Argentinosaurus walks in never-before-seen images PIC: University of Manchester
Argentinosaurus walks in never-before-seen images (University of Manchester)

The heaviest and longest creature to ever walk the face of the Earth was faster than man, scientists have claimed.

A Manchester University team discovered that Argentinosaurus could trot along at an average speed of around 5mph.

That is more than 1.5mph quicker than the average human being's pace.

The huge dinosaur, which lived during the Cretaceous period (145 million to 66 million years ago), weighed in at 88 tonnes and measured 131ft from head to tail.

In a walking race with a human being, the ground-shakingly massive Argentinosaurus would win.

Unveiling a computer model of the world's biggest thunder lizard, lead scientist Bill Sellers said that the team's discovery could teach us more about ourselves.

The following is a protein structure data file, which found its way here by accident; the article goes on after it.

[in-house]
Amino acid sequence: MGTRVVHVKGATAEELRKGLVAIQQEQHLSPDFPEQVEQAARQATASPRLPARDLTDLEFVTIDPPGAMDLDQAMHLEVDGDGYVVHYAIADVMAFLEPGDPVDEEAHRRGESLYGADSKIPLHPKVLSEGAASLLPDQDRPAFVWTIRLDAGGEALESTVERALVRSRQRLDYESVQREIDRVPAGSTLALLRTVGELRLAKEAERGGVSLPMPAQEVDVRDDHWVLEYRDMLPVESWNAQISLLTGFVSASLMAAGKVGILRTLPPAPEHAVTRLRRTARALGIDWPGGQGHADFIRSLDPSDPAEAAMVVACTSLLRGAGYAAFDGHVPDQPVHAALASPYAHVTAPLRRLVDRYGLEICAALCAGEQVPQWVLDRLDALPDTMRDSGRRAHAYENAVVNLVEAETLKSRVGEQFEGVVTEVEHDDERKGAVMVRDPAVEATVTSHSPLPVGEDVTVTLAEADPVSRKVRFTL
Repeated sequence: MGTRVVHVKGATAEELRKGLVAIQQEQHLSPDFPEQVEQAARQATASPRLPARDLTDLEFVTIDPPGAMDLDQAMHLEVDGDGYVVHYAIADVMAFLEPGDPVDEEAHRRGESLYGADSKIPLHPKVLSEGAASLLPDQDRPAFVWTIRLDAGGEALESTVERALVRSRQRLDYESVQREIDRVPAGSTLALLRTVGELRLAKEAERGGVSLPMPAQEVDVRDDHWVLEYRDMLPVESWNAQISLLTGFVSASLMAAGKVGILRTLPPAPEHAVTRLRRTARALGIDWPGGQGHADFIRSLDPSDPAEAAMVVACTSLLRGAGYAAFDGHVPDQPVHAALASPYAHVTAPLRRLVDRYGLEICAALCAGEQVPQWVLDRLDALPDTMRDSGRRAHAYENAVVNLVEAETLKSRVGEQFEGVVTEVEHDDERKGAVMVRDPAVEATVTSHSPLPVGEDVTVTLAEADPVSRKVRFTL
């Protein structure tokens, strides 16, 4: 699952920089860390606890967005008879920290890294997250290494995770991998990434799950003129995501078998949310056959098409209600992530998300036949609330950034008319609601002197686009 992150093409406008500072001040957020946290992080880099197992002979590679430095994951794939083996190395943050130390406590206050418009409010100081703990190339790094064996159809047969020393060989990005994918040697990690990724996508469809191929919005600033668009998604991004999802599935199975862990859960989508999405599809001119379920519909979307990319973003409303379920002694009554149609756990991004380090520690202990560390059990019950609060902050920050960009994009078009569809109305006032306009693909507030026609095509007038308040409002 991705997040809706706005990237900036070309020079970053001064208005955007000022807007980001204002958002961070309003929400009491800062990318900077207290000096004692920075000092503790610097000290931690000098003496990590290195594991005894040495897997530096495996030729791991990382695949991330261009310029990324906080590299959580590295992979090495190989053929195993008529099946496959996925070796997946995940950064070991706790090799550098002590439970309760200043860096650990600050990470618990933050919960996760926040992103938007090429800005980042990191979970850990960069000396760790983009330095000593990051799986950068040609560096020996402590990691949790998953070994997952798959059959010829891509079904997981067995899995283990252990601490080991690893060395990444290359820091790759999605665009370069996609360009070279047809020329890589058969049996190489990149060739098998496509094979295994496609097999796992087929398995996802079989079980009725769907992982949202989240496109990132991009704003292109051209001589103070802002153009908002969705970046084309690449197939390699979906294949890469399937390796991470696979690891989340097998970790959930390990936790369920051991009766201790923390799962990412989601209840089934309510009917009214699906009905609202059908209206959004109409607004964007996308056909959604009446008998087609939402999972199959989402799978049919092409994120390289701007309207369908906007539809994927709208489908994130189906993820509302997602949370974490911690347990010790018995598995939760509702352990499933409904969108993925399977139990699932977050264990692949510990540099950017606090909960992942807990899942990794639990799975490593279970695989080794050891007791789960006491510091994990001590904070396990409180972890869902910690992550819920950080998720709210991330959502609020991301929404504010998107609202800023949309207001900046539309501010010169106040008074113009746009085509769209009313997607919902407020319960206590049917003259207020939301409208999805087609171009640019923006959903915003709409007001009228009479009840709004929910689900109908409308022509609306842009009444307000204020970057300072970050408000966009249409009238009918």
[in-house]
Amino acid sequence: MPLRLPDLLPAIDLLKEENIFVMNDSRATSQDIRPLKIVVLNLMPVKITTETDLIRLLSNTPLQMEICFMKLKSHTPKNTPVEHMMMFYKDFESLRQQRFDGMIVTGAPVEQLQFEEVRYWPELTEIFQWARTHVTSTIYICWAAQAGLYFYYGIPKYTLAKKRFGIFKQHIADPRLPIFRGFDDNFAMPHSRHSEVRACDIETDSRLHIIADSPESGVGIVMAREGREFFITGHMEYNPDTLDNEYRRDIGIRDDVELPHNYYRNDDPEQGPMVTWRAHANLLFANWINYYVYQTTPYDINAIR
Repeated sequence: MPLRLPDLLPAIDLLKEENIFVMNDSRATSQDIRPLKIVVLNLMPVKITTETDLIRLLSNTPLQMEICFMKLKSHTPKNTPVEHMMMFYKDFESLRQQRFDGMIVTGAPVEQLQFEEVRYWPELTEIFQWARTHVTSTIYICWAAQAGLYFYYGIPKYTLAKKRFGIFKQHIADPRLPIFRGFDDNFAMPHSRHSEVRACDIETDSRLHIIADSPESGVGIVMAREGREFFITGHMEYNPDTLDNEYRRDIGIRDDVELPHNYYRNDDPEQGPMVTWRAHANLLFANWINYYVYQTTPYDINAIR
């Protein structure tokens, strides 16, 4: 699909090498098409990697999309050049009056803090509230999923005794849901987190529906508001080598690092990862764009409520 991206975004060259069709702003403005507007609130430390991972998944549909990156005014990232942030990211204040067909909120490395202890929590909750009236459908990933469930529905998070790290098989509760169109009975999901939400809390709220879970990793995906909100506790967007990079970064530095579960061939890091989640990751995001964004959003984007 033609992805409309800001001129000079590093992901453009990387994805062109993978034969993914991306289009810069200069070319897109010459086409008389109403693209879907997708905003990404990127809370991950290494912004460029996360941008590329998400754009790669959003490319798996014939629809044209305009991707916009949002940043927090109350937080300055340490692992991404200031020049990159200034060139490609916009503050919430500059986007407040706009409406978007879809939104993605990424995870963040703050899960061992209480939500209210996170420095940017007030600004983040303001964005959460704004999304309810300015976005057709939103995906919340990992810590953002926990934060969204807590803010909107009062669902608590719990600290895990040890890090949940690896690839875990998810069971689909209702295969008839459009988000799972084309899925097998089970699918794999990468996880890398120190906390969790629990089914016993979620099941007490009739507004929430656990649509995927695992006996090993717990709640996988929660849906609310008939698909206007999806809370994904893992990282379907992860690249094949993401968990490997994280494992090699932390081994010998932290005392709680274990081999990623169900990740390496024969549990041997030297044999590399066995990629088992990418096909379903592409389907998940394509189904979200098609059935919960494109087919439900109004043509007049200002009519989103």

Argentinosaur on display PIC: Reuters
Argentinosaur on display (Reuters)

Sellers said of the model: "All vertebrates from humans to fish share the same basic muscles, bones and joints.

"To understand how these function we can compare how they are used in different animals, and the most interesting are often those at extremes. Argentinosaurus is the biggest animal that ever walked on the surface of the Earth and understanding how it did this will tell us a lot about the maximum performance of the vertebrate musculoskeletal system.

"We need to know more about this to help understand how it functions in ourselves."